For Ghana to create a secure, appealing and stable coastal surroundings to boost tourism, there is the need for stakeholders to join forces in combating the free flow of debris from communities to the shorelines and ocean, according to Justice Eshun, Chairman of the Coastal Conservancy Organisation (CCO).
“The situation pertaining to some of the nation’s beaches are daunting and challenging and we [CCO] invite the related ministries to partner, support and collaborate with us in the prevention of plastic pollution whilst promoting a healthy marine environment and clean beaches,” he told Business24 in an interview.
The organization has already stepped up its commitment to promote clean beaches and ensure quality of marine life with its acquisition of a state-of-the-art enhancer litter trap system for the deflection and recovery of floating trash.
The Desmi Enhancer E-B2100 with Ro-fence 600, is a technology that is deployed along the coastlines to prevent plastics and other floating debris from flowing into the sea and will serve as a proactive mechanism in the fight against ocean/marine pollution.
The robust construction is ensured by making the actual floating structure in galvanized steel and the floats in heavy HDPE pipes with welded on flanges and it was donated to the coastal-based NGO by DESMI, its foreign partner.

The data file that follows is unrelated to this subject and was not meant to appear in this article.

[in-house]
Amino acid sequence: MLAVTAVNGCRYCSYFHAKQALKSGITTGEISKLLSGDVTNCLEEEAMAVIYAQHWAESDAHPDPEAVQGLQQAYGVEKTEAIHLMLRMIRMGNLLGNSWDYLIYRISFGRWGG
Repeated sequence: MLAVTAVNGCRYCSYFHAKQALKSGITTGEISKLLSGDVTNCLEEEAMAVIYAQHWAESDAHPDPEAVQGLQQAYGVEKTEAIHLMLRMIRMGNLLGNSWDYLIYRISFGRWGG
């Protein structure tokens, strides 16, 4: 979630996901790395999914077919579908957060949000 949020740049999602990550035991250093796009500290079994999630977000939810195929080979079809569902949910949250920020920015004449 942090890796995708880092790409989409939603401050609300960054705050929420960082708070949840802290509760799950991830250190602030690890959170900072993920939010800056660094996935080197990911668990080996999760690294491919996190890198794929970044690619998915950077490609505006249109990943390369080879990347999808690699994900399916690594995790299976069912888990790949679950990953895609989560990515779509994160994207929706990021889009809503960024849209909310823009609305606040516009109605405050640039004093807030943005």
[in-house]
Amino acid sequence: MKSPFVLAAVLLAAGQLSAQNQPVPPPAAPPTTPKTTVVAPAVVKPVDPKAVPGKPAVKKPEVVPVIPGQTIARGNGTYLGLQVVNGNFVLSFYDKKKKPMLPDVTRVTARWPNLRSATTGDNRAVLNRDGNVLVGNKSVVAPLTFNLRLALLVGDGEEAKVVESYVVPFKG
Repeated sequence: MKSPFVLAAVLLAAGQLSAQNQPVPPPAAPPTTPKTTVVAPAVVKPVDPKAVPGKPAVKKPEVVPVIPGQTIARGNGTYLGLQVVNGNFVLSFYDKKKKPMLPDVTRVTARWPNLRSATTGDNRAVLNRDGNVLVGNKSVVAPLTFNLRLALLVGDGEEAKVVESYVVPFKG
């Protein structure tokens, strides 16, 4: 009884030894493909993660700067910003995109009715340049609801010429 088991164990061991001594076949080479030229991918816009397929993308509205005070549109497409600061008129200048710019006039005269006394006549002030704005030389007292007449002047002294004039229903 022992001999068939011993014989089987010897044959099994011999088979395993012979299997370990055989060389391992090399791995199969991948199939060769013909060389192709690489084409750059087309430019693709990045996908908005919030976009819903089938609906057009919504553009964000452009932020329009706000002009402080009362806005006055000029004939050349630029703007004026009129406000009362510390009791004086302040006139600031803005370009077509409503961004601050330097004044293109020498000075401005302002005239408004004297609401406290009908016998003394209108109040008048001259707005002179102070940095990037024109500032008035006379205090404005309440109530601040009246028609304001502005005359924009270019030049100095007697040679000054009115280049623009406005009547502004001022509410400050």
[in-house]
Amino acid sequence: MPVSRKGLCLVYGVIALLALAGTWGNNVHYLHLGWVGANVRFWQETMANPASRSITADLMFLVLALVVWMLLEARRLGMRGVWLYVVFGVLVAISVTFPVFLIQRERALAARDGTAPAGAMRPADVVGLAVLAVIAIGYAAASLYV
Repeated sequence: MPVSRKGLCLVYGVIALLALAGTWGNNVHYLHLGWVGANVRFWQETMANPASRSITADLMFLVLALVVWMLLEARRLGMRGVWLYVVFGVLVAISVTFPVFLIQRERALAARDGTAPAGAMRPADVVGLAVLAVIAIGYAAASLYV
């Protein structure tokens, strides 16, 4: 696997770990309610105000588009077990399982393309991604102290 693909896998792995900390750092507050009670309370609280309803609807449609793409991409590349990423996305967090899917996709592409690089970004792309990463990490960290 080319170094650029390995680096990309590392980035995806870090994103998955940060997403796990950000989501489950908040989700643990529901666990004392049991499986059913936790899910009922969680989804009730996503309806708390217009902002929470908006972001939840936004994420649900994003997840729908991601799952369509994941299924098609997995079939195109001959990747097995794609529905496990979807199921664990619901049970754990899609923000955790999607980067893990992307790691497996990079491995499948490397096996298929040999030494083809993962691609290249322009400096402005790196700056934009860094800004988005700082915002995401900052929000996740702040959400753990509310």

The technology would be mounted at the estuary of the Korle-Lagoon which is a major hotspot or source of marine pollution in the country as the test case.
“The need to curb the disastrous effect of pollution of beaches is paramount with a number of them turning into dumping grounds for plastics and liquid waste due to activities of coastal dwellers. At CCO, we take impactful decisions, hence our decision to use the Korle-Lagoon,” Mr. Eshun said.
The organization says it is seeking to deepen its works with key partners such as the ministries of Sanitation and Environment, Science and Technology, the Environmental Protection Agency, Accra Metropolitan Assembly, and other environmental-based agencies to access the financial and technical muscle to deploy similar technology along the nation’s coastlines.
“Other hotspots have been identified along the nation’s coastline and we are appealing to corporate Ghana and other donor agencies to support us to acquire more of such game-changing technology as a lasting solution marine and ocean pollution,” he said.
He added: “One step at a time, we can all contribute to improve the quality of marine life, secure maritime shipping business, develop clean beaches to boost tourism and make Ghana better.”
A coastal exploration survey of the country’s coastline from Aflao in the Volta Region to Jomoro in the Western Region conducted by the organization last year showed dire and mind-boggling pollution of along the nation’s shorelines.